It's time to take the first step: Ask

The writer is pastor of the Active Bible Church of God, Chicago, and coordinator of the Student Christian University Bible Association at the University of Chicago. He is a 1971 graduate of Ambassador College, Bricket Wood, England.

By Mike Linacre

CHICAGO, Ill.--"We are God's fellow workers . . . You are God's building" (1 Corinthians 3:9). How much labor is each of us doing to build up his own congregation? Are we laborers together with God? Do we rely on others to do the construction work? Is there any building going on at all? Is the building crumbling, disintegrating, falling down, fast becoming a pile of rubble?

Our commission is to evangelize the world. Our starting point is the local congregation. An impossible task? No. A journey of 1,000 miles starts with a single step.

Yet, as the Marquise du Deffand remarked: "The distance doesn't matter; it is only the first step that is difficult."

The right people

One reason is that every step is the first step from wherever we are. For many of us, the first step is to change our perception of reality.

We have been brought up to believe that the "work" must be done by others more spiritual, more experienced, better educated, better dressed, more eloquent than ourselves. Our own puny efforts will go nowhere and may even be counterproductive.

Wrong! The most profound remark I ever heard spoken by a COG minister was uttered by Loren Chamberlain at a Church of God International ministerial conference several years ago: "We don't trust God to call the right people."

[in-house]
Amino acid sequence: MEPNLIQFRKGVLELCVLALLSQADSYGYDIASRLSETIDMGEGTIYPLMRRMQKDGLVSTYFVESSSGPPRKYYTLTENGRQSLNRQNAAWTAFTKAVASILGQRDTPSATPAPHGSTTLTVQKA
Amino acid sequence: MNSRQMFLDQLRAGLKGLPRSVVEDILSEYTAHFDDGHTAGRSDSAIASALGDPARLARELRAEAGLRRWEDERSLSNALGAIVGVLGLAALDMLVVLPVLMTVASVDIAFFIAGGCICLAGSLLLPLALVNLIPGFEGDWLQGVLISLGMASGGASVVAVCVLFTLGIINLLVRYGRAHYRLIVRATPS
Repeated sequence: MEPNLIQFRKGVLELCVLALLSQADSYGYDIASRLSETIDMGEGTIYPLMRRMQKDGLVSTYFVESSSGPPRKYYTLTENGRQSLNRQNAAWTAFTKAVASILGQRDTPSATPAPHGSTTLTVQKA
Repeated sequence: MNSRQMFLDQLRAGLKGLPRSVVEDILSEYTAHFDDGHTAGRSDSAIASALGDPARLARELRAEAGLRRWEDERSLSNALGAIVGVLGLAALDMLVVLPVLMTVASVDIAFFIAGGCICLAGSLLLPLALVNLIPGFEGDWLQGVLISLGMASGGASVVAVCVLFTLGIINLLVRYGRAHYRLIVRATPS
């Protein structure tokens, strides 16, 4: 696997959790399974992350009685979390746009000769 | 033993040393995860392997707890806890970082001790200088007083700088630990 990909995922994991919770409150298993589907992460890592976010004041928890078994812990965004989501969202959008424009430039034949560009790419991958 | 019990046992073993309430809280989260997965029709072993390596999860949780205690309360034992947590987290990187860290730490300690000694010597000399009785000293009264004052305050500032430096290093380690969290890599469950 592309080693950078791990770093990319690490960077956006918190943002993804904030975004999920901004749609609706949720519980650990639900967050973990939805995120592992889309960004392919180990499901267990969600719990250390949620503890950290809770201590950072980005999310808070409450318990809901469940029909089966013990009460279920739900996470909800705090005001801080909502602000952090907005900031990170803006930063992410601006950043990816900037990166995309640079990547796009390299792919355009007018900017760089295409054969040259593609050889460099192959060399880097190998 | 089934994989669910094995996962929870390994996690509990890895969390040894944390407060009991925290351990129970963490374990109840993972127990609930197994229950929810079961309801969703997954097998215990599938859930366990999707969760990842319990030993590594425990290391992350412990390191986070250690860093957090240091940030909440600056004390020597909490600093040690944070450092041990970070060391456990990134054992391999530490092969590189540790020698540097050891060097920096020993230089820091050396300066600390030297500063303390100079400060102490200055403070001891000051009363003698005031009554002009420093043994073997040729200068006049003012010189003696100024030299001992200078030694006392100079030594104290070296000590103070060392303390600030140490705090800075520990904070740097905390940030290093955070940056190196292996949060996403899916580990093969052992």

Is your congregation weak? Is it ignored, or even rejected, by your local community or those you perceive as important?

Take heart. God doesn't call the mighty to confound the mighty. He calls the weak. His strength is made perfect in weakness. It is the stone that the builders reject that becomes the head of the corner.

How does this work in practice? We all have talents and abilities, but we tend to hide our lights under bushel baskets. We think that self-effacing humility is the Christian thing to have.

And it is, up to a point. No one wants a congregation full of pushy braggarts. But we are called to serve, so we must allow others to recognize in what ways we can serve.

You shall receive

At a small Feast of Tabernacles site in England, we had a music problem. Everyone was there for a hymn-along, except our one and only pianist, hugely talented and highly reliable. Everyone took him for granted, and no one had checked to make sure he would be there. What were we to do?

It was then we discovered a secret technique that's been used successfully ever since. Here it is: Ask! Ask around in your congregation, not just a polite question in casual conversation (though that's the way it often sounds), but the probing question of a search for knowledge.

Sure enough, God had called the right people. From among the group wanting to sing, Sheila Sabapathy (now in Toronto) admitted that she played the piano, though somewhat rustily. In fact, she used to be pianist at a Baptist church.

We pressed her into service accompanying old standards from the hymn book, and her fingers were soon flying across the keys.

A cappella from memory

A while back Mark Marino, a member of our congregation, brought his fiancee, Sandra, along to Sabbath services. It was all new to her. She was a little nervous. She wasn't familiar with the hymns we sang. We asked after services, in the course of conversation, if she knew any hymns.

Mark didn't know. Yes, Sandra conceded, she could sing "Because He Lives." We said we would join her in singing it and hurriedly tried to assemble song sheets, a singing group and an accompanist.

Sandra said that wouldn't be necessary. She could sing it a cappella from memory.

So the crowd quieted, her hymn was announced, and she began. In a superb, strong alto voice the words "God sent His Son; they call Him Jesus" resounded throughout the room.

We were amazed and inspired. When the hymn concluded, the applause was spontaneous and enthusiastic. Sandra's hymn contributed to making that Sabbath a delight. And all we did was ask.

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